“These results contribute to a growing understanding of the role of social feedback in infant vocal learning, which stands in contrast to the historical view of prelinguistic vocalisations in which babbling was assumed to be motor practice, with no function in the development of communication and language,” Albert added.

IANS

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Medical tourism in India on rise

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doctor png-min

India Tourism has been seeing a year on year growth; there has been an increase in domestic travellers as well as foreigners travelling to India. India also attracts patients from several countries for Medical treatments.

Medical tourism or health and wellness tourism refers to the industry where people from across the world travel to other countries to get medical, dental or surgical care and at the same time visit local attractions of that country.

Out of the total Medical tourism across globe approximately 63% is shared between Singapore, Thailand and India with Singapore and Thailand being the leaders in the field.

India has seen a regular growth in Medical tourism traveller’s and from 2013 -2016, the medical visas issued annually has grown from 1.22 lacs to 1.78 lacs.

Following are some of the reasons why people choose India for their treatment:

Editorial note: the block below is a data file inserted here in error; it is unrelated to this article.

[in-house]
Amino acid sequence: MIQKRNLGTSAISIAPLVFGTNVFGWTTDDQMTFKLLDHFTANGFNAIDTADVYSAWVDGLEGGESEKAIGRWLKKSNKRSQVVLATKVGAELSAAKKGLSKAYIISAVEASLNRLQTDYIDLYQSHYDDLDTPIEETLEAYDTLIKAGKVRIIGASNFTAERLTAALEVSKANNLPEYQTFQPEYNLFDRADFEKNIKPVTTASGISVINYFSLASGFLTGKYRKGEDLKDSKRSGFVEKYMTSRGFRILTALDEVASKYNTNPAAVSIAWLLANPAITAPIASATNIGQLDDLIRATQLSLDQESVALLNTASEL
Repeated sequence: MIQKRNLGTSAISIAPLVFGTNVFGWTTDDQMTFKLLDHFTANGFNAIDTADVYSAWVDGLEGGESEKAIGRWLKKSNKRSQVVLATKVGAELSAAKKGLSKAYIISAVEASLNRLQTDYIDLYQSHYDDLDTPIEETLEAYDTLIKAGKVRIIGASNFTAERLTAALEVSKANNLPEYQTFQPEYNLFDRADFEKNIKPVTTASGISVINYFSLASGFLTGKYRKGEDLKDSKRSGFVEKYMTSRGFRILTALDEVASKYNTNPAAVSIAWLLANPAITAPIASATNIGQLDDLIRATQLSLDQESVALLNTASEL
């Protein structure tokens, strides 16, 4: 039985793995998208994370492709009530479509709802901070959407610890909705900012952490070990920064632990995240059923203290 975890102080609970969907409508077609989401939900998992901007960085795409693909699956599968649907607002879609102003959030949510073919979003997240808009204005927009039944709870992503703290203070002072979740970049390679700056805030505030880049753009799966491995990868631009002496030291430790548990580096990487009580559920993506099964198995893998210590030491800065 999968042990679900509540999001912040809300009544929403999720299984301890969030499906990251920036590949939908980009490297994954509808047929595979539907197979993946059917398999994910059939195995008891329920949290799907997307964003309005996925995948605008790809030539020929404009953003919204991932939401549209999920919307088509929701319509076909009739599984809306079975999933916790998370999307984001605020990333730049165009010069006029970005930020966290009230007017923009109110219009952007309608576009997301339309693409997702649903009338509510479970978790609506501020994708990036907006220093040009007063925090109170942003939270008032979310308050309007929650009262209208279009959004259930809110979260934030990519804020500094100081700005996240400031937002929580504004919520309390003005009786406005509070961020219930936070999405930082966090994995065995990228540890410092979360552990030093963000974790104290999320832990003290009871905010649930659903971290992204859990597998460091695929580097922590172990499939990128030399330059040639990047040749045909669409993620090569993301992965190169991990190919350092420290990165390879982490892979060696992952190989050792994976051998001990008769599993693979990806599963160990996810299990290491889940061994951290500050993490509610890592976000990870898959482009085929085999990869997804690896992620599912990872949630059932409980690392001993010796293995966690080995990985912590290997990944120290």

– World Class facilities and services available in India
– Good qualified doctors
– Cost (Some of the major surgeries in India cost 10-20% of the cost incurred in Western Countries)
– No waiting period for treatments

Some challenges which need to be addressed for patients choosing India as preferred Medical tourism hub

– Improve perception on hygiene and service across the globe
– Ensure quality and service
– Step down facilities for Post Surgical care for recovery. India lacks in centers that can take care of recovery needs post treatments and the patient has to spend more days at a hospital.
– Medical Visa – Procedure to obtain medical visa needs simplification as it can get quite cumbersome as per current regulations

Based on statistics released by the government, Delhi, Maharashtra and Tamil Nadu are the top destinations for visitors travelling for Medical tourism. Chennai, Mumbai and Delhi have the large number of quality hospitals and take the maximum share of the pie as of today. These cities have a several hospitals to choose from and offer good connectivity across the globe.

Medical tourism or health and wellness tourism can be divided in to 2 different types:

Curative: This is where the traveller’s come in for specific treatments, a few of the preferred treatments are listed below:

Cardiac Surgeries including bypass surgeries

Knee / Hip Replacement surgeries

Orthopedic surgeries

Cosmetic surgeries

Ophthalmology

Rejuvenation: Traveller’s want to explore the ancient treatments and traditional medicines offered in India and hence they come to India, a few are listed below

Ayurveda
Yoga
Siddha
Yunani
Naturopathy

Considering that we can excel in various parameters catering to medical tourism, our country has tremendous potential to increase our share in the Medical Tourism segment.

Jay Kantawala, Founder of WIYO Travel says, “Medical tourism in India has been seeing a year on year growth in the past decade and is expected to grow 2 ½ times in the coming 8-10 years and become a US$ 1.6 Billion market in coming decade. This industry will get a boost if Visa process is simplified and simple cross border payments. In addition to this we are seeing Health care institutions opting for certifications for NABH (National Accreditation Board for Hospitals & Healthcare Providers) and JCI (Joint Commission International) accreditations, which help in building trust amongst travelers”.